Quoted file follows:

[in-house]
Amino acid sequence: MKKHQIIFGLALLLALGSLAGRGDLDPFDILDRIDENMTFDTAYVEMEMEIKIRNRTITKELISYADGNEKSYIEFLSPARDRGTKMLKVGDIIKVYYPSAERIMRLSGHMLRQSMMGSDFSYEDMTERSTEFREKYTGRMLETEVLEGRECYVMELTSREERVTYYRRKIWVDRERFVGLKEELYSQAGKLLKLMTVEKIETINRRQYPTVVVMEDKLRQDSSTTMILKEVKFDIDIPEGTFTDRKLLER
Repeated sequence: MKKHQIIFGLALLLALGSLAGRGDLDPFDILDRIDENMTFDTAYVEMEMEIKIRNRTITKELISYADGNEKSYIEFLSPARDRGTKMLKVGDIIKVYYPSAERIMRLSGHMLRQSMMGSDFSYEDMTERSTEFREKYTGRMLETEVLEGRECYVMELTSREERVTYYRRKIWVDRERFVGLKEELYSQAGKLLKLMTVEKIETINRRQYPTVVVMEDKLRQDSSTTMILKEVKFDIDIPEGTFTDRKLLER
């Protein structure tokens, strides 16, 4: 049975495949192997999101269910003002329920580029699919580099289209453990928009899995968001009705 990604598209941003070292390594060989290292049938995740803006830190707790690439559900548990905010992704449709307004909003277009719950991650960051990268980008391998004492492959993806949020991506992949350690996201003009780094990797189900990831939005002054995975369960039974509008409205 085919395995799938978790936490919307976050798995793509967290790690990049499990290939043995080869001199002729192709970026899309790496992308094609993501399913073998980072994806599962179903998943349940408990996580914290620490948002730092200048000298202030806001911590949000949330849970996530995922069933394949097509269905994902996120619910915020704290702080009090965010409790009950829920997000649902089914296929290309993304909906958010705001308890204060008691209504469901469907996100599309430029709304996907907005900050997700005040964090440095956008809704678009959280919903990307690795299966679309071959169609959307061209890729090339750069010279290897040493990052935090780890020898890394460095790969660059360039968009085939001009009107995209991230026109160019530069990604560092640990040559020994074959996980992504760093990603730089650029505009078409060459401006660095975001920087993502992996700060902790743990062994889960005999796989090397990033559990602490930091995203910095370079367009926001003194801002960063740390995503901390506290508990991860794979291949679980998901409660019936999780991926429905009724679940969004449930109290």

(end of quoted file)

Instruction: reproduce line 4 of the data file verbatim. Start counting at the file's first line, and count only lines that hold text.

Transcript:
């Protein structure tokens, strides 16, 4: 049975495949192997999101269910003002329920580029699919580099289209453990928009899995968001009705 990604598209941003070292390594060989290292049938995740803006830190707790690439559900548990905010992704449709307004909003277009719950991650960051990268980008391998004492492959993806949020991506992949350690996201003009780094990797189900990831939005002054995975369960039974509008409205 085919395995799938978790936490919307976050798995793509967290790690990049499990290939043995080869001199002729192709970026899309790496992308094609993501399913073998980072994806599962179903998943349940408990996580914290620490948002730092200048000298202030806001911590949000949330849970996530995922069933394949097509269905994902996120619910915020704290702080009090965010409790009950829920997000649902089914296929290309993304909906958010705001308890204060008691209504469901469907996100599309430029709304996907907005900050997700005040964090440095956008809704678009959280919903990307690795299966679309071959169609959307061209890729090339750069010279290897040493990052935090780890020898890394460095790969660059360039968009085939001009009107995209991230026109160019530069990604560092640990040559020994074959996980992504760093990603730089650029505009078409060459401006660095975001920087993502992996700060902790743990062994889960005999796989090397990033559990602490930091995203910095370079367009926001003194801002960063740390995503901390506290508990991860794979291949679980998901409660019936999780991926429905009724679940969004449930109290």